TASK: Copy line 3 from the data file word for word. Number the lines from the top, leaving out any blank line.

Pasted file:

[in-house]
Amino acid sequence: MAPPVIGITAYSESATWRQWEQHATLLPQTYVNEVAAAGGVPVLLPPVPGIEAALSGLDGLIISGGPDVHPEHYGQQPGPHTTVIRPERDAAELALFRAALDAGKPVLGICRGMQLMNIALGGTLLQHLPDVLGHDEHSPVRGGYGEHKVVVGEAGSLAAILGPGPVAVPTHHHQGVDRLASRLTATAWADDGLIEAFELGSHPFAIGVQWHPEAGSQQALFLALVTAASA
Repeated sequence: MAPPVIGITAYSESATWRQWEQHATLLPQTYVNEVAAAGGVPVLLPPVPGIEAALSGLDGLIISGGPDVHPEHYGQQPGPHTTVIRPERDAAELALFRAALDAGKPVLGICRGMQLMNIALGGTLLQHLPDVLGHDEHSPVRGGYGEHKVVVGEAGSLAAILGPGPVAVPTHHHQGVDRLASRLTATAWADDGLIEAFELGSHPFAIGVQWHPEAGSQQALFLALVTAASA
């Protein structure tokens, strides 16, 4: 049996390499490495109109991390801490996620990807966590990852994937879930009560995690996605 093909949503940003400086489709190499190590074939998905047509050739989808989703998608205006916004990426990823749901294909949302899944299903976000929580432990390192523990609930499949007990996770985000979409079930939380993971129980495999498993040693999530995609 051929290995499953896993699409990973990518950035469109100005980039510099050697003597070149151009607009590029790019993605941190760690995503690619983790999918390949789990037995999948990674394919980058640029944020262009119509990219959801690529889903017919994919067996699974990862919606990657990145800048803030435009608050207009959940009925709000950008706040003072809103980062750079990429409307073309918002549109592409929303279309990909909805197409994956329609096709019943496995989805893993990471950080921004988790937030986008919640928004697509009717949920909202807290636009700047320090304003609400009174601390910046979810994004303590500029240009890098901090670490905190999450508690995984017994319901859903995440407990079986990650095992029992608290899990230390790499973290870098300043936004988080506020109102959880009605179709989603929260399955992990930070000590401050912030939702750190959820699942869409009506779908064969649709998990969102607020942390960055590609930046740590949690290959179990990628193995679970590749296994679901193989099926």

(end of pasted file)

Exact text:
Repeated sequence: MAPPVIGITAYSESATWRQWEQHATLLPQTYVNEVAAAGGVPVLLPPVPGIEAALSGLDGLIISGGPDVHPEHYGQQPGPHTTVIRPERDAAELALFRAALDAGKPVLGICRGMQLMNIALGGTLLQHLPDVLGHDEHSPVRGGYGEHKVVVGEAGSLAAILGPGPVAVPTHHHQGVDRLASRLTATAWADDGLIEAFELGSHPFAIGVQWHPEAGSQQALFLALVTAASA